The Terrible Truth by Sid Davis is a United States anti-drug propaganda film from 1951. It tells the story of a young girl’s introduction to the use of marijuana and other narcotics and the trouble and personal problems that result.

Run time: 10:03
Producer Davis (Sid) Productions. This video is in the public domain.

An old juvenile court judge named McKesson, who keeps referring to himself as “we” and “us,” decides he wants to find out about drugs. The judge says this to the camera, but the words he mouths bear absolutely no relation to the words on the soundtrack. He drives to a house where he meets “Phyllis,” a teenager who tells us (also out-of-synch) that when you smoke marijuana “everything speeds up to 100 miles an hour!” She meets “Chuck” (who is a “hype” and a “peddler”) and starts wearing lipstick, becomes a junkie, loses her looks, goes through withdrawal (some good histrionics here) and reforms. Judge McKesson then tells us that the Russians are promoting drug traffic in the United States to “undermine national morale,” and that the only way we can stop the spread of drug use is by using “good sense.” The film concludes with a newspaper headline — “America’s Teen Age Dope ‘Fad’ Ending!” Another unique Sid Davis production.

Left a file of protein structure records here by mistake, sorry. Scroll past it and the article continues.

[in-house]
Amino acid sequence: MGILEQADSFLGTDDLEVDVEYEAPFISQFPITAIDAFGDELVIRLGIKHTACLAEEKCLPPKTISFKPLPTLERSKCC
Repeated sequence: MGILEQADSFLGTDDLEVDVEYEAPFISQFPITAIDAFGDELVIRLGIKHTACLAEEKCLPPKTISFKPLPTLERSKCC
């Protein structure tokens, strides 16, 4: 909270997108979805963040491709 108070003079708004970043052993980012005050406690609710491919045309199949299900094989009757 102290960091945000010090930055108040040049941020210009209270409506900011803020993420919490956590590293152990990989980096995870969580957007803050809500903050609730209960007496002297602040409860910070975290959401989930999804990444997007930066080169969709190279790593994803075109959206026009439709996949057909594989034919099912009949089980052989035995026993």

“The Terrible Truth documents the tragic story of one teen-age girl, typical of youthful addicts. Starting with an occasional marijuana cigarette, she is induced to experiment with a ‘fix’ of heroin. In a few days, she is [a] hopeless ‘hype,’ ends up with a criminal record and a blighted future. Local and national government studies are cited to show that almost 100 per cent of youthful addicts eventually turn to crime to get money to satisfy their ‘habit.’
“It is the responsibility of every community, large or small, to protect its youth against this tragic, appalling menace. Whether a city or town has already experienced the disaster of teen-age drug usage, or whether it has so far escaped being touched, the problem is the same: To educate boys and girls against narcotic usage before it is too late, before more lives and futures are forfeit. No community is safe, so long as the ‘fad’ is allowed to exist anywhere.”

Upscaled and made it 16:9 without any cropping. Good for wide screen viewing.